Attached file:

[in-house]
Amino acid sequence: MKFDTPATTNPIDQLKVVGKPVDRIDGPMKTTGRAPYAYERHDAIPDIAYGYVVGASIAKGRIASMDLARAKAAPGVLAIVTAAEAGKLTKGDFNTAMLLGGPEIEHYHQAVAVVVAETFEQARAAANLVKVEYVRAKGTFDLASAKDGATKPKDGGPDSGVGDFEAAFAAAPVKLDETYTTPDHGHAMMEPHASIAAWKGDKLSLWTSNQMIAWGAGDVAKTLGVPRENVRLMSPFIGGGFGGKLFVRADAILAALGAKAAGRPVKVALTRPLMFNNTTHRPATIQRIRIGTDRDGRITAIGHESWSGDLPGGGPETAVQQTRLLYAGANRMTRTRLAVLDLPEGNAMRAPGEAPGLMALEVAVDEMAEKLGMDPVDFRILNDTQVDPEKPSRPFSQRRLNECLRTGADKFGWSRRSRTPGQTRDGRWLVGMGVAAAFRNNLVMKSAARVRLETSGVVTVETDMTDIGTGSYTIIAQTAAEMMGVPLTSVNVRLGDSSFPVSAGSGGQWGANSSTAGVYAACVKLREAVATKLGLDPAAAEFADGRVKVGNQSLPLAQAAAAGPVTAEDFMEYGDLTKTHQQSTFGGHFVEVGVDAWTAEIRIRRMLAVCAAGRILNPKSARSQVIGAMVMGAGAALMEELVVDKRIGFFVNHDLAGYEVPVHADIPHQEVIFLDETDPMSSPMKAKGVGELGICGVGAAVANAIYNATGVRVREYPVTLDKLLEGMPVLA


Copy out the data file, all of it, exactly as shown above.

[in-house]
Amino acid sequence: MKFDTPATTNPIDQLKVVGKPVDRIDGPMKTTGRAPYAYERHDAIPDIAYGYVVGASIAKGRIASMDLARAKAAPGVLAIVTAAEAGKLTKGDFNTAMLLGGPEIEHYHQAVAVVVAETFEQARAAANLVKVEYVRAKGTFDLASAKDGATKPKDGGPDSGVGDFEAAFAAAPVKLDETYTTPDHGHAMMEPHASIAAWKGDKLSLWTSNQMIAWGAGDVAKTLGVPRENVRLMSPFIGGGFGGKLFVRADAILAALGAKAAGRPVKVALTRPLMFNNTTHRPATIQRIRIGTDRDGRITAIGHESWSGDLPGGGPETAVQQTRLLYAGANRMTRTRLAVLDLPEGNAMRAPGEAPGLMALEVAVDEMAEKLGMDPVDFRILNDTQVDPEKPSRPFSQRRLNECLRTGADKFGWSRRSRTPGQTRDGRWLVGMGVAAAFRNNLVMKSAARVRLETSGVVTVETDMTDIGTGSYTIIAQTAAEMMGVPLTSVNVRLGDSSFPVSAGSGGQWGANSSTAGVYAACVKLREAVATKLGLDPAAAEFADGRVKVGNQSLPLAQAAAAGPVTAEDFMEYGDLTKTHQQSTFGGHFVEVGVDAWTAEIRIRRMLAVCAAGRILNPKSARSQVIGAMVMGAGAALMEELVVDKRIGFFVNHDLAGYEVPVHADIPHQEVIFLDETDPMSSPMKAKGVGELGICGVGAAVANAIYNATGVRVREYPVTLDKLLEGMPVLA